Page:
Lung herniation through a postthoracoscopy chest wall defect - Demonstration with spiral CT

Department of Medical Radiology, Zurich University Hospital, Switzerland.
Chest (Impact Factor: 7.48). 09/1997; 112(2):558-60. DOI: 10.1378/chest.112.2.558
Source: PubMed


The incidence of complications following thoracoscopy is approximately 10%, the most prevalent being prolonged air leak and chest pain. We report two cases of lung herniation through the chest wall defect created by thoracoscopy. Use of the Valsalva maneuver during CT scanning is recommended as a diagnostic imaging method in cases with suspected lung herniation.

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Available from: Markus Hauser, Mar 11, 2014
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    • "Iatrogenic postoperative lung hernias are commonly reported anteriorly after less extensive surgical procedures, such as thoracoscopy [10] "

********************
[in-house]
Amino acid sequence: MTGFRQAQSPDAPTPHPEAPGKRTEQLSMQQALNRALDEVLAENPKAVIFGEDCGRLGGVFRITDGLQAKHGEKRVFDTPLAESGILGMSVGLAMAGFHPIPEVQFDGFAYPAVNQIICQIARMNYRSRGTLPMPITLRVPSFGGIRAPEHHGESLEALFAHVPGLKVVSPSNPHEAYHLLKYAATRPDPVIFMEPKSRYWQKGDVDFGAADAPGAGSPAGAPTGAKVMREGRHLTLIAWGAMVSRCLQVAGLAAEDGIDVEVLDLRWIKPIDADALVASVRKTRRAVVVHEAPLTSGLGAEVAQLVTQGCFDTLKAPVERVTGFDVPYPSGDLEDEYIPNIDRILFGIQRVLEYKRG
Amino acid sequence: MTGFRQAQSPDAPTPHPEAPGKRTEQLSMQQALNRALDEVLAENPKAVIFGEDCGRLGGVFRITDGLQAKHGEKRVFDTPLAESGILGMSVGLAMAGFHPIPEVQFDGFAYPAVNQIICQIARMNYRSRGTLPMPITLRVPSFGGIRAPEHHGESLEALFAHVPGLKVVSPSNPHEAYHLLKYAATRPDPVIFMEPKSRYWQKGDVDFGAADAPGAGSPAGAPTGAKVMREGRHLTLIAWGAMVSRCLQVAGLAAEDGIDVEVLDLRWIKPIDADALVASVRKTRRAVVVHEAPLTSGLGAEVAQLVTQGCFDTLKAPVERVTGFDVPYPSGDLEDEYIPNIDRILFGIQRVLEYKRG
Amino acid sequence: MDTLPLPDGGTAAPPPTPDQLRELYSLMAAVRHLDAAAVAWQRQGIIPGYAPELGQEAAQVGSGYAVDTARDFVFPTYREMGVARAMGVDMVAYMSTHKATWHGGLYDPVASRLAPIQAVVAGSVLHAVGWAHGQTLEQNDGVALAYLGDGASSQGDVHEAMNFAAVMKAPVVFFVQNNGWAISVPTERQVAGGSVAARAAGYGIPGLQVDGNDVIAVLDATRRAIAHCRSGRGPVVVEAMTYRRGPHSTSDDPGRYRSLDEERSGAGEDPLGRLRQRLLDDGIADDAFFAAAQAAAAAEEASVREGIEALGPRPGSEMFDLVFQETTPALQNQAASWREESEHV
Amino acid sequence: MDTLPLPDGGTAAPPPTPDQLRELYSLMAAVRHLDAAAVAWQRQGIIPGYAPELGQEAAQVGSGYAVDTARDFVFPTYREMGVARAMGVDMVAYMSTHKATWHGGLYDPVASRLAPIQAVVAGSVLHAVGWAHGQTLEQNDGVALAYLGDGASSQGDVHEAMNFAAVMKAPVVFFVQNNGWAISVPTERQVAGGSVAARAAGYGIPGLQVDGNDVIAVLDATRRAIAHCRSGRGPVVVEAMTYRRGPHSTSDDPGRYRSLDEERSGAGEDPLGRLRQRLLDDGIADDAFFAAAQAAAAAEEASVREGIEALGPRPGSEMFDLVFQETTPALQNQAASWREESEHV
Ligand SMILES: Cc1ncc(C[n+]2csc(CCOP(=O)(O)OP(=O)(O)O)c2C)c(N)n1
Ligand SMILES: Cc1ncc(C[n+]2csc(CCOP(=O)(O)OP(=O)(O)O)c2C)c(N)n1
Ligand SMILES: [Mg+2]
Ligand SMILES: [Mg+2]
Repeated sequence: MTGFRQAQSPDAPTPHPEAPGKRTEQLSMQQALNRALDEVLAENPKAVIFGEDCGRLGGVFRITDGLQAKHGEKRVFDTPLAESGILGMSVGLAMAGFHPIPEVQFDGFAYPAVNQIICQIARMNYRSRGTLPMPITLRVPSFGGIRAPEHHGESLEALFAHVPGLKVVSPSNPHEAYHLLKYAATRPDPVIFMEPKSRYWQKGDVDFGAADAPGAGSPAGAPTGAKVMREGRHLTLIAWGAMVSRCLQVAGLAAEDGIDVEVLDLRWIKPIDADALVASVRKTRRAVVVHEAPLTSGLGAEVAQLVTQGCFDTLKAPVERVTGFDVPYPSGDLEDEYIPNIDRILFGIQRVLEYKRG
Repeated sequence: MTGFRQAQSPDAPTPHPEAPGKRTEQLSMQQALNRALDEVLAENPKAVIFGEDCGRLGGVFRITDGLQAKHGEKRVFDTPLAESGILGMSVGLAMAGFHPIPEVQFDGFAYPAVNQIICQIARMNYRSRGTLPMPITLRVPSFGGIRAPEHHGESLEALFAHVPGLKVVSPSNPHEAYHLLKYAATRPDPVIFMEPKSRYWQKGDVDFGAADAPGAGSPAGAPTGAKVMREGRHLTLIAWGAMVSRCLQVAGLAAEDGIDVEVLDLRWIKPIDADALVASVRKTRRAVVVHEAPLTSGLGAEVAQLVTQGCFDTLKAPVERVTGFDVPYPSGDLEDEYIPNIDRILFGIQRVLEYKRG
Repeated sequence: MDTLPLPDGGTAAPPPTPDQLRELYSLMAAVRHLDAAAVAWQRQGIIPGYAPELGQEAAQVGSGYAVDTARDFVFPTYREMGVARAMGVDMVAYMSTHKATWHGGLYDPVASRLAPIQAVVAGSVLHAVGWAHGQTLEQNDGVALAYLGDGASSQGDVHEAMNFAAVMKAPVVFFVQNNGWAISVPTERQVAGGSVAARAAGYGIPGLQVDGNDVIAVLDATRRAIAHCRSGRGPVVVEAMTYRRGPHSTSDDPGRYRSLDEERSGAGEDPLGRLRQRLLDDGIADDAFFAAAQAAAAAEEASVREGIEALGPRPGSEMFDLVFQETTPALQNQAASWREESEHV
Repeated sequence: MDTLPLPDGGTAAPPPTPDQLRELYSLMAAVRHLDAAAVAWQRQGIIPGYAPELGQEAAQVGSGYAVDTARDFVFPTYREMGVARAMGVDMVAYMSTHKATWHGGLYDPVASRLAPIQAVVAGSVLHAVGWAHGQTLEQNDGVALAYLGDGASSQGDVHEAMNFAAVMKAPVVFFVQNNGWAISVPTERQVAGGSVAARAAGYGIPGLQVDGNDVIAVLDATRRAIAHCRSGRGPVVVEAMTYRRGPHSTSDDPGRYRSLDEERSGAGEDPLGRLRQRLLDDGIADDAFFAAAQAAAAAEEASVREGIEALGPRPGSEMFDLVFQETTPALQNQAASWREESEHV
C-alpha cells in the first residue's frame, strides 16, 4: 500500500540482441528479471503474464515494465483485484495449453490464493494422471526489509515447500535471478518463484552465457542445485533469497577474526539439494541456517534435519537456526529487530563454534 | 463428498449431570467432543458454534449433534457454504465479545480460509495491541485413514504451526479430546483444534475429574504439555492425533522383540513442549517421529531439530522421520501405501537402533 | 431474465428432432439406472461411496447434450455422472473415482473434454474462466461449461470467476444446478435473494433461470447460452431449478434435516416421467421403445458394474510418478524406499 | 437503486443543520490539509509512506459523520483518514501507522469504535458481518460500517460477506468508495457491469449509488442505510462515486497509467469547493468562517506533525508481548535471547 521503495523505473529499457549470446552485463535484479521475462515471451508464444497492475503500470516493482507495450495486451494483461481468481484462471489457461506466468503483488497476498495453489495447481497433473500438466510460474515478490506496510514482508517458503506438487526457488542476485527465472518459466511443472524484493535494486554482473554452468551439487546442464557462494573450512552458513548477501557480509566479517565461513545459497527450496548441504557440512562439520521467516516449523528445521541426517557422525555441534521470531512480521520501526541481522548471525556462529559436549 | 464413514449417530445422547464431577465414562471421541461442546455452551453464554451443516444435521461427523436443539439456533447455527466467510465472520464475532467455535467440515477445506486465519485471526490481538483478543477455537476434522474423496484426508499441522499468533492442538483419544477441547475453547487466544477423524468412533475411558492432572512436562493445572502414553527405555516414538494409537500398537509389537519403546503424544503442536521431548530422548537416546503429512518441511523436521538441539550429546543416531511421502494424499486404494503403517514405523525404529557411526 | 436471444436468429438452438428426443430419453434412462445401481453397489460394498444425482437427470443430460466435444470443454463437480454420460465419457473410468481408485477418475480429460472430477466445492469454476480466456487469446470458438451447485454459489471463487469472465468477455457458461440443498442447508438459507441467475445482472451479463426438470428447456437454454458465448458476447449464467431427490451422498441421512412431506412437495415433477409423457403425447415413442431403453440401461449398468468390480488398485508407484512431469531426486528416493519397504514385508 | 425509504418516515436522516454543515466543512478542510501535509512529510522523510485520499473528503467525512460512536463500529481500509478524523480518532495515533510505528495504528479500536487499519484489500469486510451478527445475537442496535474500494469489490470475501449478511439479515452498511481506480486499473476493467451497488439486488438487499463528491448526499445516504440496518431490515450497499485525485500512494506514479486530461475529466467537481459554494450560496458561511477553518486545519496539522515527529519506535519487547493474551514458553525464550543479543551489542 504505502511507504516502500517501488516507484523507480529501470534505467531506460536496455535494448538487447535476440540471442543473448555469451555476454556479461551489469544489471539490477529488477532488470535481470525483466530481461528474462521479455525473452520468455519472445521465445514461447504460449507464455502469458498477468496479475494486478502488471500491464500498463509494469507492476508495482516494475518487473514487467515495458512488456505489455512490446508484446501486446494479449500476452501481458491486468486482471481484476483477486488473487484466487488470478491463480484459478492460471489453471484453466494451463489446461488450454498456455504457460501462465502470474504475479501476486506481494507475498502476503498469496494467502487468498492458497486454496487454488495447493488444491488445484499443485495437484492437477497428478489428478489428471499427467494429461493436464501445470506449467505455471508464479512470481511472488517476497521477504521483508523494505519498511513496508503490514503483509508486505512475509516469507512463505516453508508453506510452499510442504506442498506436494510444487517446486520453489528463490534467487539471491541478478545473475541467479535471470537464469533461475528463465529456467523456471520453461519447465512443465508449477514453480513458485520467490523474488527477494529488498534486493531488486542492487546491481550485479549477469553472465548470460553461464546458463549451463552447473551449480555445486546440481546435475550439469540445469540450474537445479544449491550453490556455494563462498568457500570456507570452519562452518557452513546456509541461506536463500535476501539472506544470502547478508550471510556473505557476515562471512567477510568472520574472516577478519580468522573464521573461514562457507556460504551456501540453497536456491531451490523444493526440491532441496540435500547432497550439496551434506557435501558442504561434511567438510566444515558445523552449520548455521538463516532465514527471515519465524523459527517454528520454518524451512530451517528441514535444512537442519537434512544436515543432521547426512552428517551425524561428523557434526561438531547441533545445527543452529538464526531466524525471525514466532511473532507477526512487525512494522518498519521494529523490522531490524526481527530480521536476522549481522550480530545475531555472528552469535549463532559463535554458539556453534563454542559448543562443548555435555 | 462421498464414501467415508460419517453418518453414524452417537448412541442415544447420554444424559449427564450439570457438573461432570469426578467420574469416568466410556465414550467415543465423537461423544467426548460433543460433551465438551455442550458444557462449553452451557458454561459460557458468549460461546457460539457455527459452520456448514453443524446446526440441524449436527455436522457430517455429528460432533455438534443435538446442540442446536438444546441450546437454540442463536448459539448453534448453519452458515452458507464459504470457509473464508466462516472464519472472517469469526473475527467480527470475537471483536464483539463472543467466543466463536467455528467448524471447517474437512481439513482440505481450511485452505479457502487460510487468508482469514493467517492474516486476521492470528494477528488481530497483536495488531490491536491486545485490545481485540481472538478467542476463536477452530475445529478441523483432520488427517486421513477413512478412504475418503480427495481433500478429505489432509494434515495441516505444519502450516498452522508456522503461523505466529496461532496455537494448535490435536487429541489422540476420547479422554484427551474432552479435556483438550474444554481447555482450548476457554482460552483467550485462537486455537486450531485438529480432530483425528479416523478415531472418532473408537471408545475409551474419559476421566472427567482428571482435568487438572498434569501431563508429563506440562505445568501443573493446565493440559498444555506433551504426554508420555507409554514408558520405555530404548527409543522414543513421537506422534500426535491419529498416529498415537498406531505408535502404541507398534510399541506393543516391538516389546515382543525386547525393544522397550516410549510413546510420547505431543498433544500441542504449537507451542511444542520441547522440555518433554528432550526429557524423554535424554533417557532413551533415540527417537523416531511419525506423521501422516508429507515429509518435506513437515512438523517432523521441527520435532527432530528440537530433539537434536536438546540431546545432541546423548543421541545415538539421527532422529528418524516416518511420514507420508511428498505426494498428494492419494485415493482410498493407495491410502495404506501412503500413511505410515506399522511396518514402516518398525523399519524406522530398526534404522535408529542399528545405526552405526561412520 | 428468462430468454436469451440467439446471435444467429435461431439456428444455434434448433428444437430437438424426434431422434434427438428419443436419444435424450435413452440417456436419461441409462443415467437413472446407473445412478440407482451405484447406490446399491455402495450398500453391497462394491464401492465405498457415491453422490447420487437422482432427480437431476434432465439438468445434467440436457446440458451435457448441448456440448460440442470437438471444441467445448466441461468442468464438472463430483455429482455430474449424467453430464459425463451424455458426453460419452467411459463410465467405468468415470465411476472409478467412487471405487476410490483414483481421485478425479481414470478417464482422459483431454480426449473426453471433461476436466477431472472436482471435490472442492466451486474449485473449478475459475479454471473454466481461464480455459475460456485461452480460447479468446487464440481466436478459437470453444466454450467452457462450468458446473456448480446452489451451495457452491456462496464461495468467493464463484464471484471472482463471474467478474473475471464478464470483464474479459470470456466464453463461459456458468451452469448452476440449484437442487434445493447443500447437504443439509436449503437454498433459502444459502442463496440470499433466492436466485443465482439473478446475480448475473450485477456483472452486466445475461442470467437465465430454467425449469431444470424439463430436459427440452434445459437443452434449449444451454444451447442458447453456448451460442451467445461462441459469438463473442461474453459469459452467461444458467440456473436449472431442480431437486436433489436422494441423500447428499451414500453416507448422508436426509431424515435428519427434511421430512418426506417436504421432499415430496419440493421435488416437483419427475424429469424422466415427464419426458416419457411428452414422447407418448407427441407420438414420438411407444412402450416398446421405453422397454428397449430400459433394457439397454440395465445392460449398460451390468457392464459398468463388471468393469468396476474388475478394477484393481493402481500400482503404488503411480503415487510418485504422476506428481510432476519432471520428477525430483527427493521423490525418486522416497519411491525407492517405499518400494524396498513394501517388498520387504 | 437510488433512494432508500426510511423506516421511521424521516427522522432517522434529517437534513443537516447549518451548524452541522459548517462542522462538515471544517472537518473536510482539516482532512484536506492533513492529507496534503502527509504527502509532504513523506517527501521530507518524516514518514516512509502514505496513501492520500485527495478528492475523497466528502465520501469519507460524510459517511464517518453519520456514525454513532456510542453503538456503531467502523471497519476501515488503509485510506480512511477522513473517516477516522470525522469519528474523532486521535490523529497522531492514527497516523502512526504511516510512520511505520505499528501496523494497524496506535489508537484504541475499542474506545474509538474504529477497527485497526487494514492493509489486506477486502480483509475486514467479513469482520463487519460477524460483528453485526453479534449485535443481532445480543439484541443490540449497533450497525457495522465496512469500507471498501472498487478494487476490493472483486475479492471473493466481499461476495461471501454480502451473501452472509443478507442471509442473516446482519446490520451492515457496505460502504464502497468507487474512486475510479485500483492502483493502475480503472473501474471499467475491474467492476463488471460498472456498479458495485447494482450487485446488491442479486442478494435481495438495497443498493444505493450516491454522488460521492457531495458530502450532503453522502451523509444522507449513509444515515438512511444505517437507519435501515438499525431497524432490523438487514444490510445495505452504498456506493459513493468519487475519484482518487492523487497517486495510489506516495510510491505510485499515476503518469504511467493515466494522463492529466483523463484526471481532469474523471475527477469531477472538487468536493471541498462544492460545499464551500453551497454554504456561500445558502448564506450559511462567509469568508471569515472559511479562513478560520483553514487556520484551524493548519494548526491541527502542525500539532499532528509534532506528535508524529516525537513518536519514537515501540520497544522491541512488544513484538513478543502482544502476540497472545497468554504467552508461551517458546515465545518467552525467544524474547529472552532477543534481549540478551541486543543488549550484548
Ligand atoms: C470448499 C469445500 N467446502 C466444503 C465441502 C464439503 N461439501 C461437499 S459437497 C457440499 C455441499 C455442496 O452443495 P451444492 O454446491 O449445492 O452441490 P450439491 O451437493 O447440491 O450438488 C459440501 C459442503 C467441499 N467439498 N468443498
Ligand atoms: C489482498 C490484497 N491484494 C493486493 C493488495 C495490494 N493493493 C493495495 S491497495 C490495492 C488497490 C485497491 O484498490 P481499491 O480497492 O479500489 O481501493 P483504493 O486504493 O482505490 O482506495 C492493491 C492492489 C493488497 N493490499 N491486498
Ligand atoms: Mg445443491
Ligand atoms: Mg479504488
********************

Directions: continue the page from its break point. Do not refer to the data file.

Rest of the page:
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    ABSTRACT: Lung herniation, defined as a protrusion of the lung parenchyma with pleural membranes through a defect of the thoracic wall, is a rare entity. As minimally invasive cardiac procedures evolve, different complications may be evident such as lung herniation. A retrospective review of all patients submitted to minimally invasive cardiac or transplant surgery through anterior mini-thoracotomy at our department revealed 16 patients with lung herniation and this experience is analyzed. From 1996 through 2007, 12 male (75%) and 4 female ranging in age between 23 and 77 years submitted prior either to minimally invasive cardiac or transplant surgery were admitted at our department for a lung hernia. The location was right in eight cases, left in six, and in two cases the herniation was bilateral. The majority of our patients were symptomatic. Twelve of them (75%) complained of pain. The bulge was present regardless of straining. Diagnosis was confirmed by chest X-ray and tomographic scan in all of them. The surgical procedure included identification of the hernial sac and reconstruction of the defect. A variety of materials were used for chest wall reconstruction such as Vicryl and Goretex mesh. There was no perioperative mortality or morbidity. Patients were discharged within 5-7 days postoperatively and in a follow up of 3 months to 8 years no recurrence was observed. (1) Since the thoracic cage has inherent weakness anteriorly near the sternum, attention is needed when the anterior approach is used. (2) Hernias with persistent pain and entrapped lung usually need reconstruction with a patch in order to avoid late complications such as recurrent pulmonary infections and hemoptysis due to strangulation.
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